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Golden Warriors making easy adjustment to Pepper

New coach, same as the old coach

First year Sterling varsity baseball coach Nick Pepper watches over his pitchers Monday during practice. Pepper replaces Robbie Minor, who resigned in the offseason to spend more time with his family.
First year Sterling varsity baseball coach Nick Pepper watches over his pitchers Monday during practice. Pepper replaces Robbie Minor, who resigned in the offseason to spend more time with his family.

The Sterling Golden Warriors baseball team has a new coach for the 2014 season, but there's really not a whole lot new about him.

Nick Pepper, a 2002 Sterling grad, takes over the team from Robbie Minor, who stepped down during the offseason to spend more time with his family.

But Pepper, who served as Sterling's sophomore coach a season ago, has a lot in common with Minor. They graduated a year apart from Sterling and Rock Falls; both played 4 years of college baseball, Pepper at Wisconsin-Platteville and Minor at Evansville; and both played professional baseball, Pepper in the independent Frontier League and Minor in the Yankees farm system.

All that, plus a working knowledge of the Sterling baseball program both past and present, has made the coaching transition as smooth as can be.

"It definitely helps that I got my foot in the door last season," Pepper said. "I'm a familiar face to these guys, and I know what they're capable of."

"It's better when you don't have to start from scratch," senior outfielder Bryant Lilly said. "It's nice to have someone we know and trust take over."

Like Minor, the emphasis will be on fundamentals. Sound fundamentals win ball games, especially at the high school level, and Pepper is confident that his squad has what it takes to play solid defense.

Contact hitting is once again a focus, especially knowing specific situations and approaches, and Pepper's attitude and style are also things the Warriors are fairly used to.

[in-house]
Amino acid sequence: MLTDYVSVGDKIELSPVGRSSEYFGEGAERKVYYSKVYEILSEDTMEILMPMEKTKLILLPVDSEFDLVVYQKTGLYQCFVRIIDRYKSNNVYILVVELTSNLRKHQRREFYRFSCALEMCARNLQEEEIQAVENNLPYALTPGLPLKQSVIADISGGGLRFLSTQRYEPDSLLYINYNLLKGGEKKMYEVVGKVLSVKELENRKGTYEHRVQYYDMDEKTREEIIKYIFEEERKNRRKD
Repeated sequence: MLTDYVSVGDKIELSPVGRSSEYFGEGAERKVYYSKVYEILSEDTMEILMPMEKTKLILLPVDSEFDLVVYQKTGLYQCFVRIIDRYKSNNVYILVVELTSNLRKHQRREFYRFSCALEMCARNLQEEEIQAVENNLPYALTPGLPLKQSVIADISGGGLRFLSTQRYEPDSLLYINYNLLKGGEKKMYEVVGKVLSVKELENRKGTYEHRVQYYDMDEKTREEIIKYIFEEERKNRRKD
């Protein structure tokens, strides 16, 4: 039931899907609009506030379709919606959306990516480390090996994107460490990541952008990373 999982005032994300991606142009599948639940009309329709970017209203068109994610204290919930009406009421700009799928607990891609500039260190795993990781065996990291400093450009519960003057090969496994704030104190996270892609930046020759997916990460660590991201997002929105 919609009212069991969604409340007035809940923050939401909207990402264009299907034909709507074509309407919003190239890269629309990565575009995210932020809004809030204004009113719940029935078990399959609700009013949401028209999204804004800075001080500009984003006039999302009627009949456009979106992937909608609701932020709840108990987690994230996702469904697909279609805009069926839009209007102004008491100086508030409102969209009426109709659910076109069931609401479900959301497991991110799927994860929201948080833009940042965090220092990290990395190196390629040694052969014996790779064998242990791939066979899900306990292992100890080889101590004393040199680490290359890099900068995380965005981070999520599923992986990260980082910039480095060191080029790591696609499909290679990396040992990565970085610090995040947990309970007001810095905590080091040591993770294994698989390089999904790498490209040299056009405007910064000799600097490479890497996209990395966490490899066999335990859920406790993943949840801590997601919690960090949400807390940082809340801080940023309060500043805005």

"[Minor and Pepper] are both really competitive, they both want to win," senior infielder Frankie Perino said, "and they have the same goals of trying to help us be the best. I think Coach Pepper is a little more relaxed, lets us do more of our own thing at times, and I think that will help this group."

While the Warriors lost several solid seniors from last year's 14-19 campaign, Perino and Lilly are part of a strong core of returners who logged significant playing time and gained valuable varsity experience last year.

"Last year, we had some great leaders, and they'll be missed," Perino said. "But we've got enough returning players to have some good leadership again, and we've got plenty of guys who should be able to step in and fill the roles of the guys who are gone."

"It's a lot different group," Lilly added, "but we've still got some good pieces who know how to have success and can lead the way."

In addition to that experience, the Warriors have really bought into the program because of Pepper's playing experience.

"It helps to know they've been through it all before, played the game at a higher level," Lilly said. "They use their experiences as great players to teach us what they've learned through their careers."

"Sometimes coaches tell you things you've heard a million times," Perino added, "but Coach Pepper is always telling us new stuff we haven't heard before. It's easier to believe and trust them, because you know that they know what they're talking about."

Throughout the offseason and summer workouts, Pepper liked what he saw from his team, and liked the makeup of the squad. And even though the Warriors have been outside just twice so far this preseason, their coach sees big things ahead.

"We have guys who have been there, done that," Pepper said, "and they're pushing each other and fighting for those starting positions. I think we've got a group that can really do something special."

Pepper file

High school: Sterling (class of 2002)

College: Wisconsin-Platteville (played 4 years of baseball)

Occupation: Personal trainer at Anytime Fitness in Rock Falls

Coaching career: High school coach in Potosi, Wis. (1 year); Edgewood College in Madisomn, wis. (1 year); sophomore coach at Sterling (1 year)

FYI: Played 3 years of professional ball in the Frontier League.

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